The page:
The Cavaliers’ coaching staff went into that game “not feeling too comfortable with where Matt was at that point, and, boy, did he step up in that game,” Tiffany said. “And then ever since the month of April and so far here in May, he’s just not letting shots go in that he’s got a good chance at, and he’s seeing the ball really well. And so the confidence grows in the people in front of him. Now we can press out a little bit more. Now we can give up a shot and not have to be perfect.”
Nunes said neither he nor Turner, now a UVA assistant coach, was pleased with his play early in the season. In South Bend, Nunes recalled, “I don’t want to say all the technique stuff got thrown out of the window, but it was like, ‘All right, just do it.’ That was kind of the mentality. Stop overthinking.
“We talked about it almost like playing ugly goaltending. If it hits you in the body, it counts as a save, same as if you catch it in your stick. We talked about wearing the ball. Just go soak shots, and that kind of gets you into that rhythm of being super aggressive, just kind of turning your brain off and just going and doing it.”
In the April 30 rematch at Klöckner Stadium, Nunes made a career-high 19 saves in Virginia’s 12-8 win over the top-ranked Irish, who have three All-ACC players on offense: Eric Dobson and brothers Pat and Chris Kavanagh. That’s the most saves a UVA goalie has made against Notre Dame in a series that dates back to 1993.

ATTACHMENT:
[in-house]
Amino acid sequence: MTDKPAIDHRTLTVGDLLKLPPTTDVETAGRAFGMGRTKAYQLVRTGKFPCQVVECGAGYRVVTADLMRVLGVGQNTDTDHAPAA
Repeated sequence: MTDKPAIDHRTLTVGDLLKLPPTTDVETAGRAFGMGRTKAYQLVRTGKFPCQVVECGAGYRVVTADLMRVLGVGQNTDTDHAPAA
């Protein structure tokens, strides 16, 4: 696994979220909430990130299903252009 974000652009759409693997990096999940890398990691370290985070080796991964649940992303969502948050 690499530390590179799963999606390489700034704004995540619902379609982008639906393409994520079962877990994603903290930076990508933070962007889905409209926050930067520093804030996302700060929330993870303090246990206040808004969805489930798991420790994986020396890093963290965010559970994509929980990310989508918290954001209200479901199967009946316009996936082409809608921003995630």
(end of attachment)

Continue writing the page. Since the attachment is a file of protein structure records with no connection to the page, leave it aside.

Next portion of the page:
“All credit goes to our defense and Coach Tiffany first for the game plan,” Nunes said, “just allowing me to see the shots that I really want to see.”
Short-stick defensive midfielder Grayson Sallade, one of the Cavaliers’ captains, praised Nunes’ ability to stay even-keeled “whether he’s playing his best lacrosse or he’s having a tough day. He’s been able to stay kind of neutral with how he goes about his business, which I think is tremendous. It’s how you have to deal with things, and you can’t take the highs too high and the lows too low. But I think he’s also been able to grow, being able to lead the defense more and more with the clear and saving balls. It’s been good to watch him develop over the last year and a half, two years.”
Nunes, the ACC Freshman of the Year in 2022, moved from Colorado to the Houston area with his family with when he was three years old. He committed to UVA early in his junior year at The Woodlands High School, breaking with family tradition.
His parents, who grew up in New England, graduated from Springfield College in Massachusetts, and Nunes’ sister, Mackenzie, played volleyball there. By the time Nunes arrived at the University, however, his sister was a Wahoo, too.